Coding Horror's Jeff Atwood has previously talked at length on this site about the new anti-aliasing kid on the block, Fast Approximate Anti-Aliasing, a post-process shader developed by NVIDIA that trumps traditional forms of AA, but at a fraction of the required GPU power. What if I were to tell you there's something faster and better still and you could be using it in all your DX9 games, right now?
It's important to watch the video at full resolution, otherwise resizing will make it impossible to make out the differences. Better yet, grab the 222MB HD video and eliminate compression artefacts from the equation.
SMAA, or Subpixel Morphological Anti-Aliasing, uses the same technique as FXAA -- that is, MLAA (Morphological Anti-Aliasing). Pioneered by Intel's Alexander Reshetov and originally developed for CPUs, it has since moved to the GPU and been improved on, using the massive parallel processing available on modern hardware. Which is kind of a downer for Intel, but great for everyone else.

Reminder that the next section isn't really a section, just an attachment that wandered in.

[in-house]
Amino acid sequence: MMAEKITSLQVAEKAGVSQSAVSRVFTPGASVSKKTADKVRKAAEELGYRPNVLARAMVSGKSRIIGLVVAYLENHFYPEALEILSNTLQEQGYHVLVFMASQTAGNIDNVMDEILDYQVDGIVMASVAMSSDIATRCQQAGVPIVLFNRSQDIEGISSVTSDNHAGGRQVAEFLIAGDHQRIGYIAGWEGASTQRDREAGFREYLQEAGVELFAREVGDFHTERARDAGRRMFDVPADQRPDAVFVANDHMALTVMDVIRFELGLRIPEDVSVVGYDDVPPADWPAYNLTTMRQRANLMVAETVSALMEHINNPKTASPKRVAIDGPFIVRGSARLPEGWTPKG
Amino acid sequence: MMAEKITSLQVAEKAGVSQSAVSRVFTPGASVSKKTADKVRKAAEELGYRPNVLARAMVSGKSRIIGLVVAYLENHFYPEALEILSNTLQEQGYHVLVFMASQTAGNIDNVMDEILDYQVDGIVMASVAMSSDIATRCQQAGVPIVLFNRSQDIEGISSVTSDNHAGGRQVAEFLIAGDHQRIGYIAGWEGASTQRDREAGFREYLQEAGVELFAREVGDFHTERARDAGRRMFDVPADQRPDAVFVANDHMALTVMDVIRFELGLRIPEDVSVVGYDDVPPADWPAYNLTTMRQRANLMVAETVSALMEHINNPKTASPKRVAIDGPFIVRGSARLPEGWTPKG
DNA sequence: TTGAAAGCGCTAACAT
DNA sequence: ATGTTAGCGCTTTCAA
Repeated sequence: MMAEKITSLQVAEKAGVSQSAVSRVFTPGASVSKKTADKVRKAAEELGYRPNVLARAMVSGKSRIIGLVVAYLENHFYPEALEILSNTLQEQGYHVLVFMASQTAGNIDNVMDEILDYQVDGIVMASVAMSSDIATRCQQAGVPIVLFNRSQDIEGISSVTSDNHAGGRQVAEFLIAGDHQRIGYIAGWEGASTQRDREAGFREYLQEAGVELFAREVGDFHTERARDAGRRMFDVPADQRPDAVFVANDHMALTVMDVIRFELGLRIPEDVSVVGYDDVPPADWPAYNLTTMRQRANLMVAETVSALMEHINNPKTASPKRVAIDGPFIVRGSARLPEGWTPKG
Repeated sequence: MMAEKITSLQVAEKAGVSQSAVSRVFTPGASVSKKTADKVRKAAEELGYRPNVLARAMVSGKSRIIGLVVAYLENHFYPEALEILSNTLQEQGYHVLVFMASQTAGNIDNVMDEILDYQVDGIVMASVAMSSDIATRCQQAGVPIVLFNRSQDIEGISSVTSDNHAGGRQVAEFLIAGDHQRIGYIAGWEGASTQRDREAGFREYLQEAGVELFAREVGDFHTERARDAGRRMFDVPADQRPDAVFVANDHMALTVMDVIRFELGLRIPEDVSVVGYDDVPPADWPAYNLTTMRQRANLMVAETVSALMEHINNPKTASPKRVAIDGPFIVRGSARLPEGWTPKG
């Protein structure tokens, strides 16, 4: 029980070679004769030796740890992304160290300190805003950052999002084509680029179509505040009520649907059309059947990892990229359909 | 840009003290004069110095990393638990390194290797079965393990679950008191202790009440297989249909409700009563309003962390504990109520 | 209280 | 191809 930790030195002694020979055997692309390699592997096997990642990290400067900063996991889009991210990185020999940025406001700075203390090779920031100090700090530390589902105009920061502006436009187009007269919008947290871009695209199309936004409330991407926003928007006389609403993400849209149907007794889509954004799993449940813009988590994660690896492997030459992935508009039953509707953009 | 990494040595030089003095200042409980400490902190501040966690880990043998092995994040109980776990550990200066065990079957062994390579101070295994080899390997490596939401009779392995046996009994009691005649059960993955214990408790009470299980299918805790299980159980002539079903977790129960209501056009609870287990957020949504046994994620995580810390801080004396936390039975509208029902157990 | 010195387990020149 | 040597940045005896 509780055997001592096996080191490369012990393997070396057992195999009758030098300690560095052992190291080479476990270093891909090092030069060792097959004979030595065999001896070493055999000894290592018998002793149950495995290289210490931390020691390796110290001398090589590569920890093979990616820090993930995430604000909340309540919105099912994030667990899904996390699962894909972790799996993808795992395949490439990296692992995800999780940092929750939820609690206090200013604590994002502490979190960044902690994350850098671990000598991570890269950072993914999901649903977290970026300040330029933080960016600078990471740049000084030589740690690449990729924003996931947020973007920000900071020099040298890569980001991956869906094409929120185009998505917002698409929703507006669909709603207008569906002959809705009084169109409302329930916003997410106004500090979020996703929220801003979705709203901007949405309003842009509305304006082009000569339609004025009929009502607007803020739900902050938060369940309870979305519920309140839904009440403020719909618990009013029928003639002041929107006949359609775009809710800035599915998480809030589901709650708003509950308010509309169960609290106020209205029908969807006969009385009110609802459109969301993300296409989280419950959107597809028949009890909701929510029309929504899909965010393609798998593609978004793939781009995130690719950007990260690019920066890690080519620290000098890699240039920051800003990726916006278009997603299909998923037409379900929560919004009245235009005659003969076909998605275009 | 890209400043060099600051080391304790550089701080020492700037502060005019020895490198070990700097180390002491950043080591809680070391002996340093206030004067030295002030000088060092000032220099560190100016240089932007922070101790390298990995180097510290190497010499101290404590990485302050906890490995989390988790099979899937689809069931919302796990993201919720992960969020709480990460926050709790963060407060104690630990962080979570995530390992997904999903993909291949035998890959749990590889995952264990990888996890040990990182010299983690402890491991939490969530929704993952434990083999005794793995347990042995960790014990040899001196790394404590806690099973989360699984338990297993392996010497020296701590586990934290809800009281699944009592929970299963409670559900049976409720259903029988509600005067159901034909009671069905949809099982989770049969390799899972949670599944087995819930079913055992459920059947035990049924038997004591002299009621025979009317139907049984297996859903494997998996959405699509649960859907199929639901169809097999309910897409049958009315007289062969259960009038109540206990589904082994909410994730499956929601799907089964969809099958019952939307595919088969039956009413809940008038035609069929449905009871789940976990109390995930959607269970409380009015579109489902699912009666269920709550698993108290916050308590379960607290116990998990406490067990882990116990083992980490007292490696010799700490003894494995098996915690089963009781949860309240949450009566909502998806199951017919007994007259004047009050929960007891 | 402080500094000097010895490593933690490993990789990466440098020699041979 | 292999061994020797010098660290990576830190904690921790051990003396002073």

MLAA works on the final image, detecting hard edges and smoothing them as required. It suffers from the same major issue as traditional AA, texture blurring, but it's nowhere near as bad. SMAA addresses this, and provides even better anti-aliasing and less blurring than FXAA. It's the joint work of Crytek and the Universidad de Zaragoza in Spain. Crytek's also famous for creating SSAO, or Screen Space Ambient Occlusion, which while a demanding effect, provides added realism that can't be denied.
So, how can you get SMAA into your current games? That's the beauty of MLAA shaders -- because they work on the final image, you can use it in just about any game that uses D3D9 for rendering. Like the FXAA injector, it's a simple matter of placing the right HLSL shader and modified d3d9.dll in the game's directory. An SMAA injector can be found at the following website.
Note it's not compatible with all games, but I can confirm it works with Skyrim without issue, and it looks like GTA IV likes it too. It can mess up games with the Steam overlay, but a variable in the config file that accompanies the injector enables a workaround for it.
SMAA: Enhanced Subpixel Morphological Antialiasing [Jorge Jimenez]